Sermo VII.

Yet when night was come the dead again approached with lamentable mien and said: There is yet one matter we forgot to mention. Teach us about man. Man is a gateway, through which from the outer world of gods, daemons, and souls ye pass into the inner world; out of the greater into the smaller world. Small and transitory is man. Already is he behind you, and once again ye find yourselves in endless space, in the smaller of innermost infinity. At immeasurable distance standeth one single Star in the zenith. This is the one god of this one man. This is his world, his pleroma, his divinity. In this world is man Abraxas, the creator and destroyer of his one world. This Star is the god and the goal of man. This is his one guiding god. In him goeth man to his rest. Toward him goeth the long journey of the soul after death. In him shineth forth as light all that man bringeth back from the greater world. To this one god man shall pray. Prayer increaseth the light of the Star. It casteth a bridge over death. It prepareth life for the smaller world and assuageth the hopleless desires of the greater. When the greater world waxeth cold, burneth the Star. Between man and his one god there standeth nothing, so long as man can turn away his eyes from the flaming spectacle of Abraxas. Man here, god there. Weakness and nothingness here, there eternally creative power. Here nothing but darkness and chilling moisture. There Wholly Sun.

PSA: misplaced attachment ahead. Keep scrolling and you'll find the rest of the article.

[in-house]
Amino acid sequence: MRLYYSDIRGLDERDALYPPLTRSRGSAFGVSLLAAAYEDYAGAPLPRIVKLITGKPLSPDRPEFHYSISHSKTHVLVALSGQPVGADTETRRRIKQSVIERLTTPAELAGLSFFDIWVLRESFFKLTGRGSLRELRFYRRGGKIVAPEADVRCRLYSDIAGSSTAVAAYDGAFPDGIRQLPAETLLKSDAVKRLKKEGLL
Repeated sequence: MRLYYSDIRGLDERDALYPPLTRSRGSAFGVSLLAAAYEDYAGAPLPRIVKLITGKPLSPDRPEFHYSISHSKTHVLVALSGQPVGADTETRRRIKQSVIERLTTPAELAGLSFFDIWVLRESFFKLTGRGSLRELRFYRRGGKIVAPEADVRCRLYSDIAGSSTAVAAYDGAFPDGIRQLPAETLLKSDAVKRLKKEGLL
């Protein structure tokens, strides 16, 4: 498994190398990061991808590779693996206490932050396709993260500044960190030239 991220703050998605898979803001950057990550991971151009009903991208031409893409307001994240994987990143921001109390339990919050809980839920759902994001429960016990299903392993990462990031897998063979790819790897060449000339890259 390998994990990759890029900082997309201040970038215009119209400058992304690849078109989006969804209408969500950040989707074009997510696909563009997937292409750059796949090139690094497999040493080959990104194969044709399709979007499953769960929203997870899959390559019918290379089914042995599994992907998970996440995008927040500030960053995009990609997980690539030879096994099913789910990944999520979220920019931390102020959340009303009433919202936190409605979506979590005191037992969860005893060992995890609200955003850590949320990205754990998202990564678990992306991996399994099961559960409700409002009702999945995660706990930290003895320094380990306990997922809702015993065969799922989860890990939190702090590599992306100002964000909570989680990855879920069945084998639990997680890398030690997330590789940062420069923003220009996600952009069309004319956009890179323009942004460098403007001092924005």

Whereupon the dead were silent and ascended like the smoke above the herdman`s fire, who through the night kept watch over his flock.

 

ANAGRAMMA: GAHINNEVERAHTUNIN ZEHGESSURKLACH ZUNNUS.